This month, dental practices began implementing new strategies for patient protection, subsequent to the recent COVID-19 Pandemic. On June 1, 2020 Governor Phil Scott announced the beginning of Vermont’s “slow start” back to a “new normal”.
How will the delivery of dental care change? And, what can patients expect from their dental care providers?
A Slow Start After COVID-19
In March, sickness and death totaling millions were projected across the U.S. due to the virus’s lethality and rapid spread. Fortunately, estimates did not account for massive citizen participation to contain and stop the contagion. However, as the nature of SARS-CoV-2 virus became known, thoughts of a quick end to the pandemic diminished. A slow reentry back to active life is expected for citizens and businesses, including dentistry. Why?
The virus posed extreme hazard to segments of the population including the elderly, some children and individuals with immune systems already compromised. Besides, medicine still does not yet have a viable vaccine to thwart the SARS-CoV-2 virus.
Consequently, very specific safety guidances for dental practices are recommended by Vermont Department of Health and other Federal agencies.
Your dental practice is not going back to “business as usual”.
New guidelines target aerosol control, splatter and surface contamination to reduce risk of viral infection to patients. Protocols similarly protect the dental practitioner and office personnel. Everyone wins when safe care is the priority!
Patient Safety Post COVID-19
What specific action has Implant and General Dentistry of Vermont taken?
- Screening- Symptom history and testing will become more important when appointing at Implant and General Dentistry of Vermont. Non-touch thermometers can easily detect fever. Individuals suspected to be ill, will kindly be asked to reschedule their appointment to a time when potential risk to others is lower.
- Personal Protection Equipment (PPE)- Our garb is changed providing more protection for all parties. N95s, double masking, face shields and appropriate eye protection provide multiple layers of safety.
- Air Purification- “Beyond” ActivePure Technology, used by NASA on the International Space Station, is now in place to filter and kill a variety of organic matter including airborne viral particles, bacteria, fungi, pollen and others.
- Additional High Speed Suction HVAC/HEPA- Secondary chair-side suction system minimize aerosols during treatment to near zero.
- Disinfection Sterilization Plus- Surface disinfectants we use on cabinets and furniture and instrument sterilization has been state of the art. There is no indication yet that an upgrade to stricter standards is required for the SARS-CoV-2 virus.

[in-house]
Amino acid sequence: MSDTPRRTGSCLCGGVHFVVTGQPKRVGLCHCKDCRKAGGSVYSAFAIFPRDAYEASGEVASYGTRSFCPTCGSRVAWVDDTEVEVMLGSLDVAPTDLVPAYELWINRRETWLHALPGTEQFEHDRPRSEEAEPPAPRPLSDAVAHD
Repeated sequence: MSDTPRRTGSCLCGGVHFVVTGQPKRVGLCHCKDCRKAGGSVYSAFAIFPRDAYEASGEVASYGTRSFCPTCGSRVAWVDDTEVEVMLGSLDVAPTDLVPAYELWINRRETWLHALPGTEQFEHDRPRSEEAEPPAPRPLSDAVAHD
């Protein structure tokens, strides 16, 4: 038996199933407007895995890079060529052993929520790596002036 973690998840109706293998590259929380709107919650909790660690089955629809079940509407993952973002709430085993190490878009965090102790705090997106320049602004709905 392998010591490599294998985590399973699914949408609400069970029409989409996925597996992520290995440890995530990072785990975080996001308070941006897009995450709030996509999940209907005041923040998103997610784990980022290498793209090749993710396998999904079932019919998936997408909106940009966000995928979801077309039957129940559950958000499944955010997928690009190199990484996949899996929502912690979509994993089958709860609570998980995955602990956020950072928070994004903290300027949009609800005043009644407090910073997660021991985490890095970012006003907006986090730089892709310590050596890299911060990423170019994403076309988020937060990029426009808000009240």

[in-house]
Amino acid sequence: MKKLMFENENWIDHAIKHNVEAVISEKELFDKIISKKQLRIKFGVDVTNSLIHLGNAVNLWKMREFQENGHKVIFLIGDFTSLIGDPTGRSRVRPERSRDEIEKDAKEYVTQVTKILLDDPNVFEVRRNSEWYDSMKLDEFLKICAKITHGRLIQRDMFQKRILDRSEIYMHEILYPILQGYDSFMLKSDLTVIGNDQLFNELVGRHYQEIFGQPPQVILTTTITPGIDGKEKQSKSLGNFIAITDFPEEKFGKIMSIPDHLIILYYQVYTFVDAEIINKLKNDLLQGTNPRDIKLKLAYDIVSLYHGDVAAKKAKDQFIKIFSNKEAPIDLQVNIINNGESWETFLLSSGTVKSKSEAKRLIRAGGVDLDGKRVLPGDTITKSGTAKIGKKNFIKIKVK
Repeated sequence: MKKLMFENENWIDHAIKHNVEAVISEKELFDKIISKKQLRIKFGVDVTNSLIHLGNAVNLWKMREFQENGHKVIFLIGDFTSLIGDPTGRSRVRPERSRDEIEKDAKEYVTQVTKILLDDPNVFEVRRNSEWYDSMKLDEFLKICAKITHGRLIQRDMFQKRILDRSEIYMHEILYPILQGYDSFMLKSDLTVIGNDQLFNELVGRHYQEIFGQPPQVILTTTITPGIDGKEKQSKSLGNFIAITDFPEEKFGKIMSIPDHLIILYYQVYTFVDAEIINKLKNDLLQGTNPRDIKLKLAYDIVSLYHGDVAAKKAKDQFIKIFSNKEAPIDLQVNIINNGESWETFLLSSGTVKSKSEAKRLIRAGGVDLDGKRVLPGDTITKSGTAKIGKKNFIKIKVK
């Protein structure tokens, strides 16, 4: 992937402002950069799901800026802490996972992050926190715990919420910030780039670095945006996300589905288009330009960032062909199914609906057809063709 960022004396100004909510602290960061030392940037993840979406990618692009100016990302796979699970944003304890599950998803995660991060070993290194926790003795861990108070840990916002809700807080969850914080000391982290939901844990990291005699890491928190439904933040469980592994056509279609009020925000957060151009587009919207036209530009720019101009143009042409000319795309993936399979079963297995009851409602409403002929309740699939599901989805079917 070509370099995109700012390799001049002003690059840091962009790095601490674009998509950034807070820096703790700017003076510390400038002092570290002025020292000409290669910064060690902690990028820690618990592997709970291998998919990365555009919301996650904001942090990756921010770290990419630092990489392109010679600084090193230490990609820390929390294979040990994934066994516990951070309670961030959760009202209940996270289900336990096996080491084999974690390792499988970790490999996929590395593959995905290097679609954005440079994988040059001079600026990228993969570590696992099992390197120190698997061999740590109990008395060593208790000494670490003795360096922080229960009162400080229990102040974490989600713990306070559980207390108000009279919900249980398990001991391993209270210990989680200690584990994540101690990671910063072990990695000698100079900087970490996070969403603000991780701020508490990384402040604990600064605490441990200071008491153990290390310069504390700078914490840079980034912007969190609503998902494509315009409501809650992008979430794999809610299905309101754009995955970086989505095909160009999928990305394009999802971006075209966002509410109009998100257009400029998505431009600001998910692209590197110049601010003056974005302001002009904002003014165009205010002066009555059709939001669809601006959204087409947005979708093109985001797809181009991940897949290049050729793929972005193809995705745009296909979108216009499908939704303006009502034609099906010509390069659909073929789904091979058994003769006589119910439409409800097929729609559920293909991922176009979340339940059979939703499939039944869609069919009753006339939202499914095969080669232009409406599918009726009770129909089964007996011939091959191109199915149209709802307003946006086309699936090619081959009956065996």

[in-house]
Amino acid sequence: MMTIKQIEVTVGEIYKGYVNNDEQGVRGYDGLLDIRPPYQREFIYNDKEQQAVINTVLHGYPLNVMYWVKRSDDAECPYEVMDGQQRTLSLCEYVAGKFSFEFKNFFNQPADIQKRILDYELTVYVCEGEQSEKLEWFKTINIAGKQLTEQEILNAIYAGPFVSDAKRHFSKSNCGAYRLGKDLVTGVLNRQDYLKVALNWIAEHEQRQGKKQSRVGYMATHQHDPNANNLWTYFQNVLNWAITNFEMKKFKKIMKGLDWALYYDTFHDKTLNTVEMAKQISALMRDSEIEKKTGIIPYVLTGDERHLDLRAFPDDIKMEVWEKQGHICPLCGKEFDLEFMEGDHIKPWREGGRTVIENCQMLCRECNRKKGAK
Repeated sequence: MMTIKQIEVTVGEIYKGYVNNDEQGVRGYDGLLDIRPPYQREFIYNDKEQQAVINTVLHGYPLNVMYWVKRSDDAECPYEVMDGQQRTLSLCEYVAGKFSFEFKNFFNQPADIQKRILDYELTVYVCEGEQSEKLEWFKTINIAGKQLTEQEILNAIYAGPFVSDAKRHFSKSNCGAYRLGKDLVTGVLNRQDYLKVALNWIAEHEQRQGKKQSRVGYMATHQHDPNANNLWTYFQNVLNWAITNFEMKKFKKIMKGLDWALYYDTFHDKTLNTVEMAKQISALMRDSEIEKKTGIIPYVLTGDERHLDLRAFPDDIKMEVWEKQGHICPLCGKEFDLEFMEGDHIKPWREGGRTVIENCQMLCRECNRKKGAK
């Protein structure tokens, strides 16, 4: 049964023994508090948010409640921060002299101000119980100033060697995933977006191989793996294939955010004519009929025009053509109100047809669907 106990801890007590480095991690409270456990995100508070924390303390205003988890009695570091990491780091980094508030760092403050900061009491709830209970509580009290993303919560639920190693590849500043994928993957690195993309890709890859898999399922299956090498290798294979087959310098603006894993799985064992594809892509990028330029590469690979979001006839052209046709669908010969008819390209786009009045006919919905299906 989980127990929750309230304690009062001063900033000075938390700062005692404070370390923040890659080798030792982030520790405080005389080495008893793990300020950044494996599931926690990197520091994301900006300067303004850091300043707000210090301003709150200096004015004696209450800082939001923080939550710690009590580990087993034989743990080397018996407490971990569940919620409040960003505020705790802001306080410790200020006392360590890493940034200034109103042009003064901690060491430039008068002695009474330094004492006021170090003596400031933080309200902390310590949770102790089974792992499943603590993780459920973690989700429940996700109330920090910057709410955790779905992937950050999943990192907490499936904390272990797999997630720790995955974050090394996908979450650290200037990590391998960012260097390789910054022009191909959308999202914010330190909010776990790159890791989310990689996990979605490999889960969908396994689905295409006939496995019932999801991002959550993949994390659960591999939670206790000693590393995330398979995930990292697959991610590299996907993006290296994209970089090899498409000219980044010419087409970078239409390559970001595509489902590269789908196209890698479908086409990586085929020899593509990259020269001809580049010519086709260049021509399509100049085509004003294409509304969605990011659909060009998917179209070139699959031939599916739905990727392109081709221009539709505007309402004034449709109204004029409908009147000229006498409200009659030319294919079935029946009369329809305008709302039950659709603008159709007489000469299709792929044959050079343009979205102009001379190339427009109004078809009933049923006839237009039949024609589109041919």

Learning From COVID-19
Personal responsibility for one’s own health has never been more important than today. Taking step towards optimal health makes sense whether preventing COVID-19 infection or preventing dental disease. Let’s look more closely.
Dental Care During the Pandemic: It has been difficult to secure timely emergency care for patients in the midst of this pandemic. In a few cases, the treatment outcomes were less desirable; teeth were lost, others indicated for extensive “root canal” treatment to save them. Preventing the conditions that led to the anxiety, pain and economic disruption could have been taken if prioritized.
Lesson from COVID: It was incredibly gratifying to see the public take preventive steps and action to mitigate viral infection risk! For once, prevention in medicine, made sense to the public. Preventing infection was a better alternative to the consequences of getting SARS-CoV-2, severe sickness and even death!
What’s the Parallel: Be proactive with your oral health. Prevention first. You are not going to risk death as you would with COVID-19 virus. But, if you don’t prevent oral infection, you will lose your teeth!
When it comes to health, consider what is optimal. Don’t risk. Don’t procrastinate. By the time you’ve got symptoms, it’s always tougher. A little thoughtful planning and timely treatment avoids chaotic disruptions to life’s flow, reduces risk for more complex and costly care.
Get healthy. Stay healthy. Practice the best personal care you can.
Thank you, public and medical leaders for encouragement to follow simple common sense personal safety practices. We thank our first responders, Rutland Regional Medical Center, doctors and nurses for doing their best for those stricken and in need. And, thank you family, friends, neighbors and fellow citizens for your understanding and support.
Indeed we have been in this together. Blessings must be upon us since the prospects are looking positive that we are finally emerging from the COVID-19 pandemic.
Over the past few months, Italy was devastated by COVID-19, less prepared than the U.S. Suffering? Yes, but I love the spirit of their words that have stuck in my mind since hearing them a few weeks back. On the lips of many, “Andra tuto bene!” Everything will be OK!
Stay positive. Stay healthy. See you out and about or in the office soon!